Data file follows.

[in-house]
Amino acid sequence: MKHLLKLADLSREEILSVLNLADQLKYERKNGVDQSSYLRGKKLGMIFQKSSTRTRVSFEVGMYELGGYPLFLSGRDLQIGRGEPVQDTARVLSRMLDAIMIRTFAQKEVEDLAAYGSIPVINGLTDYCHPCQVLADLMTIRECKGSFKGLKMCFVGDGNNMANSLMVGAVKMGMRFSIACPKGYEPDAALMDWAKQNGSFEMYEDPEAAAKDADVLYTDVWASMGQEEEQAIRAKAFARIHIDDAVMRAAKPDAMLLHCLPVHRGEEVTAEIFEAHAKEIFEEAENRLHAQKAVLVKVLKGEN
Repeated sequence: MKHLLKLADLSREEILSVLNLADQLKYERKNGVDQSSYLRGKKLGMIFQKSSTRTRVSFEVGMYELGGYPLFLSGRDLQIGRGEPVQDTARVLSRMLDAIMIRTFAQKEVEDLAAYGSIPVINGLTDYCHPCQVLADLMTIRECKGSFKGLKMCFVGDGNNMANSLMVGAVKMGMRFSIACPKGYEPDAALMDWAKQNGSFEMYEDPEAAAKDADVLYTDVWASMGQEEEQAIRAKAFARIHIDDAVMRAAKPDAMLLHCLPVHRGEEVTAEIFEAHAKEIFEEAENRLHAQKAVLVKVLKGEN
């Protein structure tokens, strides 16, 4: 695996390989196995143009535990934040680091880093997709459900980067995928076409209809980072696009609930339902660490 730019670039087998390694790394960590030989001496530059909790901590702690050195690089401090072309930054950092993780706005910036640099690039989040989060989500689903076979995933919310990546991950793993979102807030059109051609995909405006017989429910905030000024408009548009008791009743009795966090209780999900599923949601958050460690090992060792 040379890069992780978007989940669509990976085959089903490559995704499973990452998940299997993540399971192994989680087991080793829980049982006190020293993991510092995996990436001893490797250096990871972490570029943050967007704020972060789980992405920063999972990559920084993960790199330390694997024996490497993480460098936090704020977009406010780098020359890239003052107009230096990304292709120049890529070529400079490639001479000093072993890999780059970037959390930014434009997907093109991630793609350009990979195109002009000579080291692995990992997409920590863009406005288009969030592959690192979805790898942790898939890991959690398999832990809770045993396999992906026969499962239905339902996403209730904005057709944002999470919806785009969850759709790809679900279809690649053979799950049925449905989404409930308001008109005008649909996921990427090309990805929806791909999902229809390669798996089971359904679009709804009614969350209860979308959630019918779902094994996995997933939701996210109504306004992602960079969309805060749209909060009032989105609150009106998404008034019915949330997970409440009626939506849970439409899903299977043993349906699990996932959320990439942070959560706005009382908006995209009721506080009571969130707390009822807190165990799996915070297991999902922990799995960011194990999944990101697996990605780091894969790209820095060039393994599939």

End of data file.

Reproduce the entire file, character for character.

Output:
[in-house]
Amino acid sequence: MKHLLKLADLSREEILSVLNLADQLKYERKNGVDQSSYLRGKKLGMIFQKSSTRTRVSFEVGMYELGGYPLFLSGRDLQIGRGEPVQDTARVLSRMLDAIMIRTFAQKEVEDLAAYGSIPVINGLTDYCHPCQVLADLMTIRECKGSFKGLKMCFVGDGNNMANSLMVGAVKMGMRFSIACPKGYEPDAALMDWAKQNGSFEMYEDPEAAAKDADVLYTDVWASMGQEEEQAIRAKAFARIHIDDAVMRAAKPDAMLLHCLPVHRGEEVTAEIFEAHAKEIFEEAENRLHAQKAVLVKVLKGEN
Repeated sequence: MKHLLKLADLSREEILSVLNLADQLKYERKNGVDQSSYLRGKKLGMIFQKSSTRTRVSFEVGMYELGGYPLFLSGRDLQIGRGEPVQDTARVLSRMLDAIMIRTFAQKEVEDLAAYGSIPVINGLTDYCHPCQVLADLMTIRECKGSFKGLKMCFVGDGNNMANSLMVGAVKMGMRFSIACPKGYEPDAALMDWAKQNGSFEMYEDPEAAAKDADVLYTDVWASMGQEEEQAIRAKAFARIHIDDAVMRAAKPDAMLLHCLPVHRGEEVTAEIFEAHAKEIFEEAENRLHAQKAVLVKVLKGEN
């Protein structure tokens, strides 16, 4: 695996390989196995143009535990934040680091880093997709459900980067995928076409209809980072696009609930339902660490 730019670039087998390694790394960590030989001496530059909790901590702690050195690089401090072309930054950092993780706005910036640099690039989040989060989500689903076979995933919310990546991950793993979102807030059109051609995909405006017989429910905030000024408009548009008791009743009795966090209780999900599923949601958050460690090992060792 040379890069992780978007989940669509990976085959089903490559995704499973990452998940299997993540399971192994989680087991080793829980049982006190020293993991510092995996990436001893490797250096990871972490570029943050967007704020972060789980992405920063999972990559920084993960790199330390694997024996490497993480460098936090704020977009406010780098020359890239003052107009230096990304292709120049890529070529400079490639001479000093072993890999780059970037959390930014434009997907093109991630793609350009990979195109002009000579080291692995990992997409920590863009406005288009969030592959690192979805790898942790898939890991959690398999832990809770045993396999992906026969499962239905339902996403209730904005057709944002999470919806785009969850759709790809679900279809690649053979799950049925449905989404409930308001008109005008649909996921990427090309990805929806791909999902229809390669798996089971359904679009709804009614969350209860979308959630019918779902094994996995997933939701996210109504306004992602960079969309805060749209909060009032989105609150009106998404008034019915949330997970409440009626939506849970439409899903299977043993349906699990996932959320990439942070959560706005009382908006995209009721506080009571969130707390009822807190165990799996915070297991999902922990799995960011194990999944990101697996990605780091894969790209820095060039393994599939």